“Merry-Go-Round,” by Arvie Smith

Arvie Smith (born in 1938) created Merry-Go-Round in 2020. The painting elaborates on depictions of the stereotypes that have evolved around Black people over the years. Long-standing racist tropes appear prominently, including a watermelon in the foreground, a principal figure with exaggerated facial features, and monkey faces in the wine glass and near the lightbulb. The merry-go-round has three riders—two naked white people and a Black king—surrounded by turbulent waters in which a Black man struggles to stay afloat. As always, Smith creates a powerful statement piece that leaves the principal character in the painting—and the viewer—with important—sometimes unanswerable—questions.

“Rock of Ages,” by Isaka Shamsud-Din

Portland artist and muralist Isaka Shamsud-Din (born 1940) created a memorable portrait of his father in 1976 titled Rock of Ages. According to the artist, “He was a master farmer, a magician with soils, raising bountiful crops… with horses and mules. In 1947, a group of armed white men took him from our [Texas] home, beat him, and left him for dead. But he survived, traveled to Vanport City, Oregon [a black community outside Portland] sending for his wife and ten children later. He moved to California in the 1960s and is posed in front of his garden.” A fascinating aspect to this portrait is the small rectangular mirror seen next to his head (the viewer’s right). Because the mirror is small, we are invited to move in close. As we look at the artist’s father, we also see ourselves standing next to him, thus making us contemplate our metaphorical and spiritual relation to this man.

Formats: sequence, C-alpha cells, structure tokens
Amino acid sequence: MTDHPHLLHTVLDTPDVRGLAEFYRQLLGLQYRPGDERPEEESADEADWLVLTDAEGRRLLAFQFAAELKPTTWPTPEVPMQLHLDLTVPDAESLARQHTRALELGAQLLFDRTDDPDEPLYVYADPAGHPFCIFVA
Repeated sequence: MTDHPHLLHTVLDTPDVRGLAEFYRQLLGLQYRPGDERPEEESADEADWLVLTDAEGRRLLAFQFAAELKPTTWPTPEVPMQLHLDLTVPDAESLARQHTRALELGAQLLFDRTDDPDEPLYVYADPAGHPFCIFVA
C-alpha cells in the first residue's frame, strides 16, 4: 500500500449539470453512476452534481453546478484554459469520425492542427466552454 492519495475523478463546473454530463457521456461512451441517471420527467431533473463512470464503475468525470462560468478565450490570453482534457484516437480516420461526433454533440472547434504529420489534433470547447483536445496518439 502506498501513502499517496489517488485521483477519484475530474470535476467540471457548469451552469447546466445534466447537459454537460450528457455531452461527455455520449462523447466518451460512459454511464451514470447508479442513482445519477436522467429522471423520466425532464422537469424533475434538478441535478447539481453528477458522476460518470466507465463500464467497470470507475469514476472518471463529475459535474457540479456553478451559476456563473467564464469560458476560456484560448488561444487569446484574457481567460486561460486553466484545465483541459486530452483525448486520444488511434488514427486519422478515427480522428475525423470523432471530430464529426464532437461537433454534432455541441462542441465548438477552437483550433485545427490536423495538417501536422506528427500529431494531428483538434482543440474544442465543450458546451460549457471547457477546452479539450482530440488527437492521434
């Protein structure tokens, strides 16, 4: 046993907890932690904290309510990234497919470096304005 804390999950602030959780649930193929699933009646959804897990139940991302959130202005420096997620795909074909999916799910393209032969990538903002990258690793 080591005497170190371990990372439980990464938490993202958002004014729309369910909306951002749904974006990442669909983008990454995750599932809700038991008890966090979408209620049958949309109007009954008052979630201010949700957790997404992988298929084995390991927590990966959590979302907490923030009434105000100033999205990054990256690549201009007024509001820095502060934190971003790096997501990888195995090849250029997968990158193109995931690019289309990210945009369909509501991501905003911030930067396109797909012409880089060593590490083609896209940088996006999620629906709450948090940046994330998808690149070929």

“Sir Jamal Smith,” by Otis Quaicoe